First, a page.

Author Interview – Marcus Alexis – Thomas The Baker
Tell me a bit about who you are.
I am very visual person, working as a graphic designer. I’m a history lover, and found that real world has never lived-up to being read Tintin as a child!
When did you first WANT to write a book?
In 2013 because I couldn’t believe that wasn’t a storybook about the topic.
When did you take a step to start writing?
I started work in 2013, but had to deal with interruptions and other books! As I wrote, I discovered it’s more complicated than I expected.
How long did it take you to complete your first book from the first idea to release?
Nine years because I have a day job.
Focusing on your latest release. What made you want to write Thomas The Baker?
Storybooks can deal with dark, dangerous themes. I have two sons who dress up by grabbing a sword, and their favorite part of the BFG cartoon is the arrival of the soldiers and the helicopters, so I wanted to write a children’s book with elements like that, and The Fire of London offered the opportunity.
What were your biggest challenges with writing Thomas The Baker?
Being true to the real life event while creating a 32-page picture book. Choosing to make it rhyme didn’t make it easier, but it gives the story pace and I enjoy the discipline.
Who or what inspired you when creating your Protagonist?
While I’ve been advised that the prerequisite of a successful children’s book is to have a child or animal as the Protagonist, I find a hapless adult character compelling. Although the Great Fire offers a rich cast of real characters to choose from, such as King Charles II, Samuel Pepys, the Mayor of London and Christopher Wren, I chose to write about Thomas Farriner, a poor baker who wouldn’t usually get even a footnote in history if not for his bad luck that late summer’s night.
What is the inciting incident of Thomas The Baker?
The fire is both the drama and the villain of the story, with its own story arc as it grows from a tiny spark on page six to being all-consuming, ever-increasing over the following twenty pages. The exciting climax to the story is when the fire was finally stopped by using explosives to blow up houses and create fire breaks. My favourite and most exciting part of the story is the soldiers rolling barrels of gunpowder from the Tower ‘as if for war’.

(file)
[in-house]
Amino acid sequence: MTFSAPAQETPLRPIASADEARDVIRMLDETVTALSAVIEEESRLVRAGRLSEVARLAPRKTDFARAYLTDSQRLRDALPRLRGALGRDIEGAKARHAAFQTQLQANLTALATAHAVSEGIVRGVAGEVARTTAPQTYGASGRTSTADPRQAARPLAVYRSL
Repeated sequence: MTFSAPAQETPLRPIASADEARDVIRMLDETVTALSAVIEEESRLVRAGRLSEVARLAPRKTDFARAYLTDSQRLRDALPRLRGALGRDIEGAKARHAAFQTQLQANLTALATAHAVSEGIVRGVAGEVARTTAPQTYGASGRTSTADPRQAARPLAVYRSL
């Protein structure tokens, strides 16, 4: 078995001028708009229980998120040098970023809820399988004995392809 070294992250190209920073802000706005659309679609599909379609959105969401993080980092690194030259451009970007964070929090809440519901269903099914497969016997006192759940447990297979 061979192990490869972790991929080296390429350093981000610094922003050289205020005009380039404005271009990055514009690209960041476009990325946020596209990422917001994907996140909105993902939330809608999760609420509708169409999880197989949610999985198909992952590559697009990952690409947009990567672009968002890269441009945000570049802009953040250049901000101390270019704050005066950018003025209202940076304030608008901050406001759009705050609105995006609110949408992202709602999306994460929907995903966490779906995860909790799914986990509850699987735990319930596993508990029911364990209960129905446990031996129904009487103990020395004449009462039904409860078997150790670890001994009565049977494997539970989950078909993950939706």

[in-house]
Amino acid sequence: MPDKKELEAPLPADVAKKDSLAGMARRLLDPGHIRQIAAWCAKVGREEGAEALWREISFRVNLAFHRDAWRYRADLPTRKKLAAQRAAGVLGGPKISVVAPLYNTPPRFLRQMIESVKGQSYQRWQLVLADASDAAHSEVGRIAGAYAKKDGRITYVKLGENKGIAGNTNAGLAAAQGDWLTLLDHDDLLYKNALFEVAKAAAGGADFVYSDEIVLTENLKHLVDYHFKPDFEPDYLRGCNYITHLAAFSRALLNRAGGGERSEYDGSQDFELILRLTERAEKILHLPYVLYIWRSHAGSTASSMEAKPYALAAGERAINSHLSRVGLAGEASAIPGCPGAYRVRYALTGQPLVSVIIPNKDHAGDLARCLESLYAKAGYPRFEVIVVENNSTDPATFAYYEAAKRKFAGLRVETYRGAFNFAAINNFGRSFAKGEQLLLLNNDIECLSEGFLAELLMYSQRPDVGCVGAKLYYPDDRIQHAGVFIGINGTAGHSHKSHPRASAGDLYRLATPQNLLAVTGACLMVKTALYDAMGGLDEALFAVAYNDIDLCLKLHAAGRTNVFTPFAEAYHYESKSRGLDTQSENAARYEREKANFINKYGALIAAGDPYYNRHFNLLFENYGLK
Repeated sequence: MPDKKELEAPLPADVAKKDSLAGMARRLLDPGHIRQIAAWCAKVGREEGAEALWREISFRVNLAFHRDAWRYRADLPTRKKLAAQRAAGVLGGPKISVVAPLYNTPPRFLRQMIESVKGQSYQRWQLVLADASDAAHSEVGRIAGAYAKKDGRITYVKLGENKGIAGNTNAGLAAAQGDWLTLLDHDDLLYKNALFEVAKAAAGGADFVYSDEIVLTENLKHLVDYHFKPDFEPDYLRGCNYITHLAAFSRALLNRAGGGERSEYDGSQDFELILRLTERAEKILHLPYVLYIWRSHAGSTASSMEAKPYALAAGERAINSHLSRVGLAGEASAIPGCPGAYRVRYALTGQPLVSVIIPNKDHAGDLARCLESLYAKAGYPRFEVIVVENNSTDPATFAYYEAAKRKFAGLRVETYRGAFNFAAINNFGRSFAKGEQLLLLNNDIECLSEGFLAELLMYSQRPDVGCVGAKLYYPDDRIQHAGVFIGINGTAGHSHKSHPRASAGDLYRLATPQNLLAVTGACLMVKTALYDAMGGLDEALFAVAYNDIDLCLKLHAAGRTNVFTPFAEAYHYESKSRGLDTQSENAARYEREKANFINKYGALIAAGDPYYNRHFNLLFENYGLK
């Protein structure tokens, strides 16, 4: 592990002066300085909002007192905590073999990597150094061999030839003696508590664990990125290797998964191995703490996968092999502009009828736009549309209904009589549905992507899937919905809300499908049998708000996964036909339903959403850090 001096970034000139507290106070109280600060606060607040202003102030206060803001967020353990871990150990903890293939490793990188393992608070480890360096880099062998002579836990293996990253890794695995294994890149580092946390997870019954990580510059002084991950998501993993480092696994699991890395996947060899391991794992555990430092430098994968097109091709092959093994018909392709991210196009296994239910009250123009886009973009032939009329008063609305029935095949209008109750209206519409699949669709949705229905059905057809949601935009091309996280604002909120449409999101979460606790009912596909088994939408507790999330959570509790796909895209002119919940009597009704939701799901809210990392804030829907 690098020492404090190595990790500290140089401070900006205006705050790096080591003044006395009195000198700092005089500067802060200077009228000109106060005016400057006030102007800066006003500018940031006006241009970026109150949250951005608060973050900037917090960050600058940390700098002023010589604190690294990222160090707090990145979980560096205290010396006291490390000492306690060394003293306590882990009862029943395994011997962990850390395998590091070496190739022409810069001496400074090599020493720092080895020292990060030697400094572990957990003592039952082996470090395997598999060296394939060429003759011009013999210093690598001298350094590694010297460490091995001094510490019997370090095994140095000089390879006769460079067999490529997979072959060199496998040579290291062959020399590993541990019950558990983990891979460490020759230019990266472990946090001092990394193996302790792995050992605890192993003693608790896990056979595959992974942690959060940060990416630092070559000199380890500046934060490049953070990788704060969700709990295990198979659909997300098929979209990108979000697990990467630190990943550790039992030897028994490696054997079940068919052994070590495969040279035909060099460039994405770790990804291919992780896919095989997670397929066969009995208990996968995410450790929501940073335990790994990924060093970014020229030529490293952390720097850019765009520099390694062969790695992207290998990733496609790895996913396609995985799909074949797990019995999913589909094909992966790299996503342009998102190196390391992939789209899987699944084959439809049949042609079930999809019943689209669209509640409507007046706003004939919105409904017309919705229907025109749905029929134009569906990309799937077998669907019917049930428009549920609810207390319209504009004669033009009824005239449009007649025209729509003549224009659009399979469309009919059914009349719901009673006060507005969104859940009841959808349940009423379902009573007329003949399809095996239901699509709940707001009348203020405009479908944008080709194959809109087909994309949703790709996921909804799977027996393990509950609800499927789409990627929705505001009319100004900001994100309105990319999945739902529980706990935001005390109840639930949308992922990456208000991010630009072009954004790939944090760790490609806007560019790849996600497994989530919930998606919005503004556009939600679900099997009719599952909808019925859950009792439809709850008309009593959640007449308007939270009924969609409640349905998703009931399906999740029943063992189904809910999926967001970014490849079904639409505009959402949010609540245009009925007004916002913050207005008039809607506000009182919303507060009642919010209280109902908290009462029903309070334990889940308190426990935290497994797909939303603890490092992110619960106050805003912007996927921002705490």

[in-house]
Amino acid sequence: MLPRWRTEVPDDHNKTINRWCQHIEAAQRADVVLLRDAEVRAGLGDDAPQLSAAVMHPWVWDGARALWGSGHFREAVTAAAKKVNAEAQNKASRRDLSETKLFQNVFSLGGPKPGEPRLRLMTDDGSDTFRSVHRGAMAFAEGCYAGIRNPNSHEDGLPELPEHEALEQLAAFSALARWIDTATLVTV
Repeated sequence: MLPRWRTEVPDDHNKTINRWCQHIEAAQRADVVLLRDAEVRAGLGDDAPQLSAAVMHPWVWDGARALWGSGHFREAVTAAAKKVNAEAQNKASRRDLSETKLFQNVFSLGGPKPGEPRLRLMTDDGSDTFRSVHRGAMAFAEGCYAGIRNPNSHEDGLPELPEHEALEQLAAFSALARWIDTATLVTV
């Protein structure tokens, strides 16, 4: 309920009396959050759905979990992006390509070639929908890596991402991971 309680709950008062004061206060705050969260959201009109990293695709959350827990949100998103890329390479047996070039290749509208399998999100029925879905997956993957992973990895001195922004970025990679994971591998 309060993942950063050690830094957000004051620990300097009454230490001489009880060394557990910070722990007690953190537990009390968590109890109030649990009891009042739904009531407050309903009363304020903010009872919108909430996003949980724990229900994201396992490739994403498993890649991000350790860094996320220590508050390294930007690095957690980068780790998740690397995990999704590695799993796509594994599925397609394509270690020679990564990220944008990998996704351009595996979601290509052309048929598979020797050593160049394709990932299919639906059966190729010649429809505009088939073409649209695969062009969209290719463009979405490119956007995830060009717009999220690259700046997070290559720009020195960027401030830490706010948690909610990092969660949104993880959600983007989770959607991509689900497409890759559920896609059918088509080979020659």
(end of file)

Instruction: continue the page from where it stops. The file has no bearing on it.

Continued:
What is the main conflict of Thomas The Baker?
Really its moral. Most people’s immediate reaction, and in most cases the only practical thing, was to run away. But some people did stay and fight the fire, sacrificing effort and property in the process. Spectators watched the fire from the safety of the south bank of the Thames, and history allows us to do that ourselves, but I think you inevitably wonder what you would have done if you’d been there.
Did you plot Thomas The Baker in advance, or fly by the seat of your pants and write freely?
You have to have a strict plan because children’s picture books have to conform to a strict 32-page format. It never works first time, so with each revision you must restructure: one page in and one page out!
Did you get support with editing, and how much editing did Thomas The Baker need?
Yes. I relied on ‘listeners’ for the many revisions who argued over rhymes. The final professional edit was by Victoria Richards at Cranthorpe Millner, who was kindly advised that it did not need too many edits by that stage; but her fresh eyes were able finesse a few unresolved issues I had.
What is the first piece of writing advice you would give to anyone inspired to write a story?
My advice for children’s picture books is to think very carefully before you choose to write in rhyme! It can be quite maddening.
Can you give me a hint about any further books you are planning to write?
I have finished a companion manuscript because other stories from history can be treated similarly. Colonel Blood & the Crown Jewels is the follow up. It’s a dramatic true story from Restoration period at the Tower of London.
And, finally, are you proud of your accomplishment?
Yes. All the redrafts and rewrites were often exasperating, but ultimately it was a hugely satisfying experience.
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